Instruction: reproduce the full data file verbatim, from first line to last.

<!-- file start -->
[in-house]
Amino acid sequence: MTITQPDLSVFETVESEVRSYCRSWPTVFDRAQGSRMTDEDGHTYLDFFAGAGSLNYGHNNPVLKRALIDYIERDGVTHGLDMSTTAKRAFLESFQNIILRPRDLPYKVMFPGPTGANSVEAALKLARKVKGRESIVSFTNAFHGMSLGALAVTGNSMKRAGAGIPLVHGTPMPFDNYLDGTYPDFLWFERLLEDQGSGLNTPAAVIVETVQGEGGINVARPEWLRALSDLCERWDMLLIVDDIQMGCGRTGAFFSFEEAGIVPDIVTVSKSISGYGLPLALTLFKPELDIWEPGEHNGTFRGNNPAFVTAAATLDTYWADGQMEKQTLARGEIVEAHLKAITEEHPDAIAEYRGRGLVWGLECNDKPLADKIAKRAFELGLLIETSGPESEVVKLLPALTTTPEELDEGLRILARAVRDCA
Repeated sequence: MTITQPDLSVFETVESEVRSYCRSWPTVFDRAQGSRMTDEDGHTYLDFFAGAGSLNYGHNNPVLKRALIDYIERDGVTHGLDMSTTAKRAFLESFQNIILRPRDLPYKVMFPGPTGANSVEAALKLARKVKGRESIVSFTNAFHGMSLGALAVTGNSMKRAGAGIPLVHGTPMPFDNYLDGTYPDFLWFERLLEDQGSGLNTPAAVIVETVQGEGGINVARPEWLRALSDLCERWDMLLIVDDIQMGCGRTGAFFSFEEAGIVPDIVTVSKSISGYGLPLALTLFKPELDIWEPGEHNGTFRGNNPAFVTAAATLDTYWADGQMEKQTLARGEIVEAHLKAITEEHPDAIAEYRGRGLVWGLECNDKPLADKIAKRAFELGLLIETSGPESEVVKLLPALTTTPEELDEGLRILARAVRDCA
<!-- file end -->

[in-house]
Amino acid sequence: MTITQPDLSVFETVESEVRSYCRSWPTVFDRAQGSRMTDEDGHTYLDFFAGAGSLNYGHNNPVLKRALIDYIERDGVTHGLDMSTTAKRAFLESFQNIILRPRDLPYKVMFPGPTGANSVEAALKLARKVKGRESIVSFTNAFHGMSLGALAVTGNSMKRAGAGIPLVHGTPMPFDNYLDGTYPDFLWFERLLEDQGSGLNTPAAVIVETVQGEGGINVARPEWLRALSDLCERWDMLLIVDDIQMGCGRTGAFFSFEEAGIVPDIVTVSKSISGYGLPLALTLFKPELDIWEPGEHNGTFRGNNPAFVTAAATLDTYWADGQMEKQTLARGEIVEAHLKAITEEHPDAIAEYRGRGLVWGLECNDKPLADKIAKRAFELGLLIETSGPESEVVKLLPALTTTPEELDEGLRILARAVRDCA
Repeated sequence: MTITQPDLSVFETVESEVRSYCRSWPTVFDRAQGSRMTDEDGHTYLDFFAGAGSLNYGHNNPVLKRALIDYIERDGVTHGLDMSTTAKRAFLESFQNIILRPRDLPYKVMFPGPTGANSVEAALKLARKVKGRESIVSFTNAFHGMSLGALAVTGNSMKRAGAGIPLVHGTPMPFDNYLDGTYPDFLWFERLLEDQGSGLNTPAAVIVETVQGEGGINVARPEWLRALSDLCERWDMLLIVDDIQMGCGRTGAFFSFEEAGIVPDIVTVSKSISGYGLPLALTLFKPELDIWEPGEHNGTFRGNNPAFVTAAATLDTYWADGQMEKQTLARGEIVEAHLKAITEEHPDAIAEYRGRGLVWGLECNDKPLADKIAKRAFELGLLIETSGPESEVVKLLPALTTTPEELDEGLRILARAVRDCA